Serving health as well as economic benefits, green buildings are the future of living spaces

Representative Image

Representative Image

Geetanjali Mehra

The biggest transformation in human evolution took place when the human being started a settled life from a nomadic life. The time since the human being started permanent dwelling, he has always sought a place that may save him from the vagaries of extreme weathers; give him physical security and a comfortable and healthy place where he can grow his family. For this, he has started using more or less a permanent structure with roof and walls which is generically called a ‘building’ and is various names like home, house, workplace, residence, and so on. It is here that he lives most of his life.

As per one study, an individual spends 76 percent of the time of their life in their residential building (home)! So, it is all the more important that the space where one spends most of their time should be having a positive impact on their health, comfort and the planet which is the home of all human beings. A building is not merely a material-physical structure, but it is an ‘environment’ for the inhabitants residing in it. Any building has three components- a structure, an infrastructure, and ‘an environment’. Both the structure and environment shape each other and its dwellers.

A Green Building is an environmentally-conscious and environmentally sustainable structure throughout its life cycle. When we make any concrete building, the space used by that building is permanently lost from the natural environment. Green Building is reclaiming the lost environment by use of environmentally positive steps. It minimizes environmental costs both at the local level and in absolute terms. As per ancient Indian wisdom, everything in the universe, be it a living or non-living thing, is made up of five basic elements in different proportions.

These five elements are water, fire, space, earth and air. Even in making a building, we have to have all these five components in different proportions. The excess use of these components is a threat to the ecology and to the environment. Balanced and proper use of these 5 components is very helpful in making a particular building a green building.

Right from its conceptualisation, design, construction and finally operating the building, a Green Building is environmentally responsible and resource-efficient throughout its life-cycle. Green buildings may incorporate sustainable materials in their construction (such as reused, recycled content, or made from renewable resources). It can create healthy indoor environments with minimal pollutants (like reduced product emissions). It can feature landscaping that reduces water usage (for example, by using native plants that survive without extra watering).

The location and orientation of the Green Building are such that it merges with the already existing amenities of the local areas without putting any extra burden on the local environment and infrastructure.


Environmental benefits: A Green Building reduces the impact on the environment. If developed properly it can increase the positive impact on the environment. It can improve air and water quality, reduce waste and protect ecology.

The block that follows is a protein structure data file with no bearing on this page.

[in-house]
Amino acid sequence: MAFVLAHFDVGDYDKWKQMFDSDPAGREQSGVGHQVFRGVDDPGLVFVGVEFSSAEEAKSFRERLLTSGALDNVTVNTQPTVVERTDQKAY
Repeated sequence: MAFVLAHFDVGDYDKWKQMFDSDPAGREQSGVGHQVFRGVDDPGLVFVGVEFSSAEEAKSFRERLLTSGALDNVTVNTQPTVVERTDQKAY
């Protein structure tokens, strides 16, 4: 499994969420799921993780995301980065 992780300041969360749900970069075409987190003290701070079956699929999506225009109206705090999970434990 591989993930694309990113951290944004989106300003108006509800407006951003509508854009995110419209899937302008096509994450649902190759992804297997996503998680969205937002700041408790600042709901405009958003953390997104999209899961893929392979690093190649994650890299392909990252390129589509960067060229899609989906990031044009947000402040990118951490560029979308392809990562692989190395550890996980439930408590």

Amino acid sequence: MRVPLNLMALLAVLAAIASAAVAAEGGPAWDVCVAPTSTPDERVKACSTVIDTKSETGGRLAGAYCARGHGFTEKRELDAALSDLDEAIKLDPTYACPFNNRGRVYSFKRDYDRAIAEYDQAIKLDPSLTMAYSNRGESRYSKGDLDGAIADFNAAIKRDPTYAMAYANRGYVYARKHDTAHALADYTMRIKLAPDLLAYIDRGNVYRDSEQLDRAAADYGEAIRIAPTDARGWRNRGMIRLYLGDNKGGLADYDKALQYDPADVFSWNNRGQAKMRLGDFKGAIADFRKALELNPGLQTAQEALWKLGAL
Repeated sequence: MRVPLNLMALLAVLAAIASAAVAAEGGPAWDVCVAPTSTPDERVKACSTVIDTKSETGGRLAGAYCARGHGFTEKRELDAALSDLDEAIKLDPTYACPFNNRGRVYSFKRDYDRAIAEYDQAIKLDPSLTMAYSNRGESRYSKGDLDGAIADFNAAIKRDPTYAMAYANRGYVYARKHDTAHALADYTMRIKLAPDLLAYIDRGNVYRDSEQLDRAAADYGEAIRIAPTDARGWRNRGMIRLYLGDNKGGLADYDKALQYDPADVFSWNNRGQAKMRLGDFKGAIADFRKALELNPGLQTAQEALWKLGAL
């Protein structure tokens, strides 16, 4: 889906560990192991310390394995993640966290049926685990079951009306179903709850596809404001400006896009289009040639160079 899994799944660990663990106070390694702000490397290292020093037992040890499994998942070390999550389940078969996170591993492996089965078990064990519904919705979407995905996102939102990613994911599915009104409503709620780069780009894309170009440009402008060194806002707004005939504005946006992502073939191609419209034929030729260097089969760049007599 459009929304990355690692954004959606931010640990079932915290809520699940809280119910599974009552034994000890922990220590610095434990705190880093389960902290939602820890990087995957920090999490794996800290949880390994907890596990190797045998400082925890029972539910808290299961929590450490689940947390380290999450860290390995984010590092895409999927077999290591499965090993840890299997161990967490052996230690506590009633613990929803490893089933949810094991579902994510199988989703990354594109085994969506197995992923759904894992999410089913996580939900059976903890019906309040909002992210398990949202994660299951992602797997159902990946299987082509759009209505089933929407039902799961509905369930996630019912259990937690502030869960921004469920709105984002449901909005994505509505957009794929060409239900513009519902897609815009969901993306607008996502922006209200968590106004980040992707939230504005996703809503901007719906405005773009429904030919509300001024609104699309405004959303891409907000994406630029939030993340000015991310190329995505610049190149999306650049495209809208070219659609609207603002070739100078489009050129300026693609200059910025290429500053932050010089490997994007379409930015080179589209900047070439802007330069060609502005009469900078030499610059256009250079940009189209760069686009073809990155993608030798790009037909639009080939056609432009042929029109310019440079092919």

Health Benefits: It can positively impact the well-being of people who are residing in the building. It improves the overall quality of life. It is good for the people who reside in it, it is good for the environment in which the building exists and it is good for the planet.

Economic-Benefits: It can reduce operating costs of the building and can improve the productivity, efficiency and health of the occupants. It is a resource-efficient building that uses those reusable resources without compromising the comfort of the dwellers of the building. It can reduce the use of power leading to cost benefits.

Social benefits: It also heightens aesthetic qualities; minimizes strain on local infrastructure and environment. It leads to health and overall prosperity of the society.


  • One of the major requirements of a Green Building is proper sunshine. This can be done by retrofitting windows so that the sunlight reaches each and every corner of the building. 
  • If the building does not have water harvesting, we can add water harvesting techniques that are very cost-effective, simple and pro-ecology.
  • We can add a solar system to replace the conventional power system in the existing building.
  • A simple re-orientation of the interior and exteriors can also be done to the structure of the existing building to make it an environmentally positive building.
  • We can replace traditional lights with CFL Lights which are known to have more energy-efficient and less power-consuming.
  • We can add a Green-roof to an already existing building. More greenery can be added to exteriors. Further, green walls/ vertical gardens can be added for more greenery and insulating the walls.
  • An existing building can be made green by using fewer but more durable materials and generating less waste, as well as accounting for a building’s end-of-life stage by designing for demolition waste recovery and reuse of that building can be done.
  • We can engage the occupants of the existing building and inculcate in them the culture of reuse, reduction and recycling. Also, we can do an energy audit of the whole existing building so as to know the power consumption of the entire building.

Green Building is the future of our planet. It is time to make Green Building a revolution in India.

The writer is an interior designer. She is also an environmentalist and has co-authored a book by the name ‘Gift Lungs to Future Generations’. The views expressed in this article are those of the author and do not represent the stand of this publication.